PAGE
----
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With January coming to a close, it’s about that time that your New Year’s Resolutions are on their last leg. You had such good intentions of making your yearly promises last longer than the standard few weeks, but once again you find yourself justifying your reasons for eating three Hostess Cupcakes before bedtime and you now count the trek to the third floor of Norlin Library to be a perfectly adequate amount of exercise for the week.
As an avid abandoner of resolutions, I am here to tell you that you are not alone in your surrendering of these yearly goals. In fact, this abandonment doesn’t have to be considered surrender at all. Your New Year’s resolutions simply need some modifications to be able to carry you throughout the rest of the year.
Everyone’s most popular New Year commitment — to regularly attend the gym and shed those holiday pounds — is typically the first to go. You buy new running shoes and work-out pants, make a few new playlists on your iPod full of upbeat songs that are perfect for cardio, and you end up walking through the gym doors a total of three times that month before you call it quits. It was a truly valiant effort, and I commend you on the dedication you put forth. However, I have a small modification for you.
Instead of going to the gym three times a week for some “me” time, you could watch Jim three times a week on re-runs of “The Office.” That way the next time you’re looking for an excuse to get out of unwanted plans, you can say with the utmost honesty that you have to get your Jim time in today. If you spend time doing something you actually want to do, you will follow through.
Your promise to watch what you eat can proceed to be carried out once you realize that stealthy is the new healthy. The next time you feel like gorging yourself on six servings of microwavable pizza bites, go right ahead — just don’t let anyone see you do it. This way, nobody can cast their judgmental eyes upon you and make you feel like less of a human being simply because you have a fixation for food that will probably result in long-term health effects later in life.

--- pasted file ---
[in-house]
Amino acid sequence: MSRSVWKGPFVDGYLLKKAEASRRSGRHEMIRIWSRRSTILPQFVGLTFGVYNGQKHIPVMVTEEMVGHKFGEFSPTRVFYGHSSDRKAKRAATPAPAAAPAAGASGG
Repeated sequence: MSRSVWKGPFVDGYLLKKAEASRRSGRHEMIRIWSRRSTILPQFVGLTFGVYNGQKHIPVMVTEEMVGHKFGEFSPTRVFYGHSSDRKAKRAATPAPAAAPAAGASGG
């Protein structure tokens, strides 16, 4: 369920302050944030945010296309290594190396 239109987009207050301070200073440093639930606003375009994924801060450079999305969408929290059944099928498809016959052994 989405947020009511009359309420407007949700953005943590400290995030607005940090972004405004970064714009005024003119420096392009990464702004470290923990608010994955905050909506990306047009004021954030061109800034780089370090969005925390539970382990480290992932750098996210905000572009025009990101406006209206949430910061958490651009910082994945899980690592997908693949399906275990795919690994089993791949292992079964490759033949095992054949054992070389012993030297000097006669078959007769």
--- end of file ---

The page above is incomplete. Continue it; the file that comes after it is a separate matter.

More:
Your friends will be baffled by your willpower when you show up on your lunch break with only a few carrot sticks and an apple, but little do they know, while you offered to gather napkins for the rest of the table, you also inhaled a pepperoni Hot Pocket you were stashing in your bag. These secret feasts will stretch your belly to its maximum capacity that will conveniently allow you to stomach this newfound shame.
Lastly, I’m sure you vowed to do better in school this semester. The sentiment behind that statement is admirable, but it’s much too broad. Do better than whom, exactly? Once you think of an adequate answer to that question, you’re good to go.
You could pledge to do better than the stoner in your British literature class who probably turned in an analytical essay on the themes and motifs of the inside of his eyelids. Perhaps you could do better than the engineer in your poetry class who spends the entire period trying to come up with a systematic equation for producing rhyme schemes. Whoever you decide upon, I trust that you’ll make the right choice.
Don’t let the next eleven months go by with regrets of tossing your resolutions to the curb. Push yourself to maybe a quarter of your potential. Your blissful delusion will be proof that when the going gets tough, it’s better to just lower the bar — that’s the American way.
Contact CU Independent Staff Writer Lizzy Hernandez at Elizabeth.email@example.com.